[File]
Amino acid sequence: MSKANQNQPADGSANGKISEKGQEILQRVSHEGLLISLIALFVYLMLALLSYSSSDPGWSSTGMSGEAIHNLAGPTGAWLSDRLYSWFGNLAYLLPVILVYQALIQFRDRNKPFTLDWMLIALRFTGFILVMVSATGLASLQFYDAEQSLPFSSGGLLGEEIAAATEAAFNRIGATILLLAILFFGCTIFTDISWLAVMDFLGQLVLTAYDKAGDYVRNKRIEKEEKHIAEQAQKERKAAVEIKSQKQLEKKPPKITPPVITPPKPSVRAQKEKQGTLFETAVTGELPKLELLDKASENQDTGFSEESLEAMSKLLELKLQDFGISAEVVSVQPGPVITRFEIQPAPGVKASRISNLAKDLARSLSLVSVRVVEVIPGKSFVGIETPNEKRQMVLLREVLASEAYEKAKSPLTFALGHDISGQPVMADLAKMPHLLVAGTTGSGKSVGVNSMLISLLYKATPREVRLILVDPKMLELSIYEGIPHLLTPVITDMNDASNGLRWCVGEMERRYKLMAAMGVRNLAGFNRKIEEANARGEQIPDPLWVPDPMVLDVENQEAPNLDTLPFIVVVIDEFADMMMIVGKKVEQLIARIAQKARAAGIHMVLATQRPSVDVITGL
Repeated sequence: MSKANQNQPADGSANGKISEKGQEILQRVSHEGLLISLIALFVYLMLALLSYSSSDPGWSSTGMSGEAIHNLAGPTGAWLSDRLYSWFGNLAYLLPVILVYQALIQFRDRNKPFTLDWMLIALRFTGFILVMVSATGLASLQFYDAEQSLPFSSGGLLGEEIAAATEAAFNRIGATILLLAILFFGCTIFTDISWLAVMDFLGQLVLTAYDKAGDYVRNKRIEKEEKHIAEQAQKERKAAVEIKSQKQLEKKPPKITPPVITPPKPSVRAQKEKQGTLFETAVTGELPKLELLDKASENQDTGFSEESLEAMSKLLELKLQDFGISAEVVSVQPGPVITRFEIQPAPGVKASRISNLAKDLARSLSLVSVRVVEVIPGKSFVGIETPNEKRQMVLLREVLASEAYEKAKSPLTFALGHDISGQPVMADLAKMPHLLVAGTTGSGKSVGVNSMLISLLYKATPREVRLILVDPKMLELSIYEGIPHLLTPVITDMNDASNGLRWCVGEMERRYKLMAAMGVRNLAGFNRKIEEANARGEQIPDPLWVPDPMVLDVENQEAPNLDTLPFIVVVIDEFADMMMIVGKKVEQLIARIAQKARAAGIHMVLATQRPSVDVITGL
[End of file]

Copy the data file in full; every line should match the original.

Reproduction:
Amino acid sequence: MSKANQNQPADGSANGKISEKGQEILQRVSHEGLLISLIALFVYLMLALLSYSSSDPGWSSTGMSGEAIHNLAGPTGAWLSDRLYSWFGNLAYLLPVILVYQALIQFRDRNKPFTLDWMLIALRFTGFILVMVSATGLASLQFYDAEQSLPFSSGGLLGEEIAAATEAAFNRIGATILLLAILFFGCTIFTDISWLAVMDFLGQLVLTAYDKAGDYVRNKRIEKEEKHIAEQAQKERKAAVEIKSQKQLEKKPPKITPPVITPPKPSVRAQKEKQGTLFETAVTGELPKLELLDKASENQDTGFSEESLEAMSKLLELKLQDFGISAEVVSVQPGPVITRFEIQPAPGVKASRISNLAKDLARSLSLVSVRVVEVIPGKSFVGIETPNEKRQMVLLREVLASEAYEKAKSPLTFALGHDISGQPVMADLAKMPHLLVAGTTGSGKSVGVNSMLISLLYKATPREVRLILVDPKMLELSIYEGIPHLLTPVITDMNDASNGLRWCVGEMERRYKLMAAMGVRNLAGFNRKIEEANARGEQIPDPLWVPDPMVLDVENQEAPNLDTLPFIVVVIDEFADMMMIVGKKVEQLIARIAQKARAAGIHMVLATQRPSVDVITGL
Repeated sequence: MSKANQNQPADGSANGKISEKGQEILQRVSHEGLLISLIALFVYLMLALLSYSSSDPGWSSTGMSGEAIHNLAGPTGAWLSDRLYSWFGNLAYLLPVILVYQALIQFRDRNKPFTLDWMLIALRFTGFILVMVSATGLASLQFYDAEQSLPFSSGGLLGEEIAAATEAAFNRIGATILLLAILFFGCTIFTDISWLAVMDFLGQLVLTAYDKAGDYVRNKRIEKEEKHIAEQAQKERKAAVEIKSQKQLEKKPPKITPPVITPPKPSVRAQKEKQGTLFETAVTGELPKLELLDKASENQDTGFSEESLEAMSKLLELKLQDFGISAEVVSVQPGPVITRFEIQPAPGVKASRISNLAKDLARSLSLVSVRVVEVIPGKSFVGIETPNEKRQMVLLREVLASEAYEKAKSPLTFALGHDISGQPVMADLAKMPHLLVAGTTGSGKSVGVNSMLISLLYKATPREVRLILVDPKMLELSIYEGIPHLLTPVITDMNDASNGLRWCVGEMERRYKLMAAMGVRNLAGFNRKIEEANARGEQIPDPLWVPDPMVLDVENQEAPNLDTLPFIVVVIDEFADMMMIVGKKVEQLIARIAQKARAAGIHMVLATQRPSVDVITGL